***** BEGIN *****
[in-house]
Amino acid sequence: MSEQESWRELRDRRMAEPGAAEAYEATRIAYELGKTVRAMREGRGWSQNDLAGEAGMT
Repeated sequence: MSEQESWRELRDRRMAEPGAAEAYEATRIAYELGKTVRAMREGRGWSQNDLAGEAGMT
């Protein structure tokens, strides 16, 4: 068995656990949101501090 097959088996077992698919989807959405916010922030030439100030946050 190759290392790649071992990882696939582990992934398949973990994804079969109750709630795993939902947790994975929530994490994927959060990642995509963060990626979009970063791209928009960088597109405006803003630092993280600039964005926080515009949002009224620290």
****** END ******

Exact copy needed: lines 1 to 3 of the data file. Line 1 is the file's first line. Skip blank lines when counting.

[in-house]
Amino acid sequence: MSEQESWRELRDRRMAEPGAAEAYEATRIAYELGKTVRAMREGRGWSQNDLAGEAGMT
Repeated sequence: MSEQESWRELRDRRMAEPGAAEAYEATRIAYELGKTVRAMREGRGWSQNDLAGEAGMT